Home Tech A ‘House of the Dragon’ Star Made a Video Game to Grieve His Father

A ‘House of the Dragon’ Star Made a Video Game to Grieve His Father

by Elijah
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A 'House of the Dragon' Star Made a Video Game to Grieve His Father

Ten years ago, Abubakar Salim lost his father. That sadness lives in him. An actor by profession, with credits in it Raised by wolves And House of the DragonIn the coming season he searched for years for the right medium to process the pain. A movie. A TV show. Nothing did it justice until he tried making a video game. “If you really portray grief in a truthful and honest way, it’s so open and chaotic that you can actually gamify it a little bit,” he says.

Salim is the CEO and creative director of Surgent Studios, the developer behind the upcoming film Metroidvanie game Stories of Kenzera: Zau. The game, out April 23, follows a young shaman, Zau, who makes a deal with the god of death to bring his father back to life in exchange for three great spirits. The story is a reflection of dealing with loss; even the premise is based on negotiation, a common stage for someone dealing with death. Pushing buttons, changing masks – these are all, Salim says, representative of the madness people can experience.

Games about grief reflect those feelings in many ways. Platformer Gris turns the stages of grief into literal stages as the heroine silently navigates a world that uses color and music to express emotions. What remains of Edith Finch examines the death of a family by going through their belongings, alongside vignettes dedicated to the lost.

Kenzera has its own methods. Throughout the game, Zau takes time to pause and talk about his feelings. That’s the result of Salim and the game’s developers trying to figure out how the character could restore his health. The solution became quite literal: create a space where Zau simply sits under a tree and reflects.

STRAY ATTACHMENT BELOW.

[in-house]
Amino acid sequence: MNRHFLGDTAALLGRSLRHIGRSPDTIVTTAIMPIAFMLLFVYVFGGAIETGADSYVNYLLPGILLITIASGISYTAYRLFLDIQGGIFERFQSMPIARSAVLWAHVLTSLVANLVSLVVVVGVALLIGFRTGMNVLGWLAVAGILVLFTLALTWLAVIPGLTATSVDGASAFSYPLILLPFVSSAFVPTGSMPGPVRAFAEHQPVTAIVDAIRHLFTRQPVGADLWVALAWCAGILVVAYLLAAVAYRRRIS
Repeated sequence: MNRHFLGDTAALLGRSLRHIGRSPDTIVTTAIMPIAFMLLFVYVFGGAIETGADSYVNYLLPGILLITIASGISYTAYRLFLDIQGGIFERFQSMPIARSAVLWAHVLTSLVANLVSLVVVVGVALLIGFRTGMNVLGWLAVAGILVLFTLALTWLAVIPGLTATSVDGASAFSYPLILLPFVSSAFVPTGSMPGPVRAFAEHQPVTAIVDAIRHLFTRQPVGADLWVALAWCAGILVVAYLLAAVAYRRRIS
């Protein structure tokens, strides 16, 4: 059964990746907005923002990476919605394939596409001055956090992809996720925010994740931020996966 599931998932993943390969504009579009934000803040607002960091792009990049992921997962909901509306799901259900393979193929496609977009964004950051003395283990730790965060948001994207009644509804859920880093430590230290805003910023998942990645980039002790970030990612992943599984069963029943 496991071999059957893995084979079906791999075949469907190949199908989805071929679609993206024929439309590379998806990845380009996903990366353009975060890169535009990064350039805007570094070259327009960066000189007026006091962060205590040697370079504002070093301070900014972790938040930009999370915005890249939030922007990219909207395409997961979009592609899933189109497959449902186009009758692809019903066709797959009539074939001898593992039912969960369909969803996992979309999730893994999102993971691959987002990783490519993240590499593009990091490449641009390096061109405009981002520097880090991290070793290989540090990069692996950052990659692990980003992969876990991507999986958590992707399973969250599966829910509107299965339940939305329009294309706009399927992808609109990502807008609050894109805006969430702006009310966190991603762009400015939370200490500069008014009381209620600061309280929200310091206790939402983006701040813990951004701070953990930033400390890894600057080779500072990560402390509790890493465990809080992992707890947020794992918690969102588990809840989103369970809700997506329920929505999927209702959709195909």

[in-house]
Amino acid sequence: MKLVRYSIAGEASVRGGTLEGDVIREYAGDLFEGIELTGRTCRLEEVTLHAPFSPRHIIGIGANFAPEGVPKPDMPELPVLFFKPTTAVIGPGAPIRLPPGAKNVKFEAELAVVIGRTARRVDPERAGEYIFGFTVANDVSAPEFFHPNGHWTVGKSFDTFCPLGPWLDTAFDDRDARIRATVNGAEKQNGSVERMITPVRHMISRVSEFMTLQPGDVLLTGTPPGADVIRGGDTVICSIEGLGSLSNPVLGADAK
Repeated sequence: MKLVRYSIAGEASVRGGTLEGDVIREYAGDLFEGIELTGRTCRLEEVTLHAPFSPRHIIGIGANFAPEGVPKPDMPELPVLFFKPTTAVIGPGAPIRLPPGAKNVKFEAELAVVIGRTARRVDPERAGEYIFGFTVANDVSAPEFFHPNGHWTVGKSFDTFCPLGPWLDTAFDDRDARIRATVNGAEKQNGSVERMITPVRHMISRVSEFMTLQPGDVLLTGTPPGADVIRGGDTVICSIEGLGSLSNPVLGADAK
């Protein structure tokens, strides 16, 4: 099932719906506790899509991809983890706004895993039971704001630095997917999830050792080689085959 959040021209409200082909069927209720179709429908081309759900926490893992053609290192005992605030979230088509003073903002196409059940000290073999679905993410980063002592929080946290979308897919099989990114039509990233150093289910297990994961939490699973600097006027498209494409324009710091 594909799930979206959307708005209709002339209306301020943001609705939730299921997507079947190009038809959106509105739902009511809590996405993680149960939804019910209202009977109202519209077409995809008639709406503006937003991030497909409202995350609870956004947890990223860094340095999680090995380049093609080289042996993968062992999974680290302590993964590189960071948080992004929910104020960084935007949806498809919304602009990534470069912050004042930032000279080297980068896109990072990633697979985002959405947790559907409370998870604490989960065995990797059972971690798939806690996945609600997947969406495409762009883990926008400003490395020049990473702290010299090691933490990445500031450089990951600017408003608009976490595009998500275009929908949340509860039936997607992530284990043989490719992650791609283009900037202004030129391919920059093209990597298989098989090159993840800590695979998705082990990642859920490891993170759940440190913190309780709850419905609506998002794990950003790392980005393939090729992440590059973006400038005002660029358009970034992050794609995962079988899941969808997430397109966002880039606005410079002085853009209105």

Every biome in the game world is a reflection of the journey through that fear. Salim, who grew up playing games with his father, recalls something his father always told him as a child: “When you are born, you are alone, and when you die, you are alone.” Kenzera‘s developers have infused that idea into the Woodlands setting, which is meant to evoke a sense of questioning: “Will I be remembered? Will I be forgotten?”

Stories that Salim’s father told him had a major influence on the game, as did Bantu culture, which he said was done as a form of celebration rather than an attempt to educate people. In recent years, games such as God of war And Hades have breathed new life into Norse and Greek mythology. A game like Kenzera could do something similar for the culture of southern Africa. “It’s meant to inspire people to see these stories and lean into them,” says Salim.

although Kenzera‘s struggle has evolved over time, that’s what influenced by Dambe, a form of Nigerian boxing. Zau switches between masks to change his fighting style: sun and moon masks that represent life and death. In Bantu culture, Salim explains, these two balance each other. “That’s really where the inspiration for these two masks came from,” he says. The sun mask is naturally heat and flame heavy, while the moon mask looks and feels more icy. Both masks are beautiful and imbued with energy, an ode to how other cultures deal with death. “Especially within African cultures, (death) is almost celebrated in a way,” he says. “It is a transition to the new.”

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